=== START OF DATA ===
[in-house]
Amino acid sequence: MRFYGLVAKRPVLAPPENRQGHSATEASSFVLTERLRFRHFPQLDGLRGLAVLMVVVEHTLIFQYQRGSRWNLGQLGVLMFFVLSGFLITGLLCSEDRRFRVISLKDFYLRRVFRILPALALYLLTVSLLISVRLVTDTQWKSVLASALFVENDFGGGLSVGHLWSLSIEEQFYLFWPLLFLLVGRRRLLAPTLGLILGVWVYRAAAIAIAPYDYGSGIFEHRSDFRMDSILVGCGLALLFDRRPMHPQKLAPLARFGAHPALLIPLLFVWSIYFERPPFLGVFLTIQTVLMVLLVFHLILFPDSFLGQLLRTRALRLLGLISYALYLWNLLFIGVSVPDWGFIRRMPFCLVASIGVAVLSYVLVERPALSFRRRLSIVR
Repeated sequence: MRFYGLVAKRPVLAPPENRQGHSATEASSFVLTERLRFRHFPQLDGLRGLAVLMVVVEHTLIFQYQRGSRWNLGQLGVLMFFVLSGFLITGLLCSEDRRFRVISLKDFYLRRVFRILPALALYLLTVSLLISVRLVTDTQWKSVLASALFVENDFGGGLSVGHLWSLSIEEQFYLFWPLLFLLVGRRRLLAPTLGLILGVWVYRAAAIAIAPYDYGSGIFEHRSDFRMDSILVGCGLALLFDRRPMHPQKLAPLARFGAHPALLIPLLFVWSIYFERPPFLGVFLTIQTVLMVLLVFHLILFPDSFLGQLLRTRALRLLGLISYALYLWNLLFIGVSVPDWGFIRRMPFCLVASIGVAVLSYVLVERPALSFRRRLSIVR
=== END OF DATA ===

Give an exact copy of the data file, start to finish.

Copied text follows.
[in-house]
Amino acid sequence: MRFYGLVAKRPVLAPPENRQGHSATEASSFVLTERLRFRHFPQLDGLRGLAVLMVVVEHTLIFQYQRGSRWNLGQLGVLMFFVLSGFLITGLLCSEDRRFRVISLKDFYLRRVFRILPALALYLLTVSLLISVRLVTDTQWKSVLASALFVENDFGGGLSVGHLWSLSIEEQFYLFWPLLFLLVGRRRLLAPTLGLILGVWVYRAAAIAIAPYDYGSGIFEHRSDFRMDSILVGCGLALLFDRRPMHPQKLAPLARFGAHPALLIPLLFVWSIYFERPPFLGVFLTIQTVLMVLLVFHLILFPDSFLGQLLRTRALRLLGLISYALYLWNLLFIGVSVPDWGFIRRMPFCLVASIGVAVLSYVLVERPALSFRRRLSIVR
Repeated sequence: MRFYGLVAKRPVLAPPENRQGHSATEASSFVLTERLRFRHFPQLDGLRGLAVLMVVVEHTLIFQYQRGSRWNLGQLGVLMFFVLSGFLITGLLCSEDRRFRVISLKDFYLRRVFRILPALALYLLTVSLLISVRLVTDTQWKSVLASALFVENDFGGGLSVGHLWSLSIEEQFYLFWPLLFLLVGRRRLLAPTLGLILGVWVYRAAAIAIAPYDYGSGIFEHRSDFRMDSILVGCGLALLFDRRPMHPQKLAPLARFGAHPALLIPLLFVWSIYFERPPFLGVFLTIQTVLMVLLVFHLILFPDSFLGQLLRTRALRLLGLISYALYLWNLLFIGVSVPDWGFIRRMPFCLVASIGVAVLSYVLVERPALSFRRRLSIVR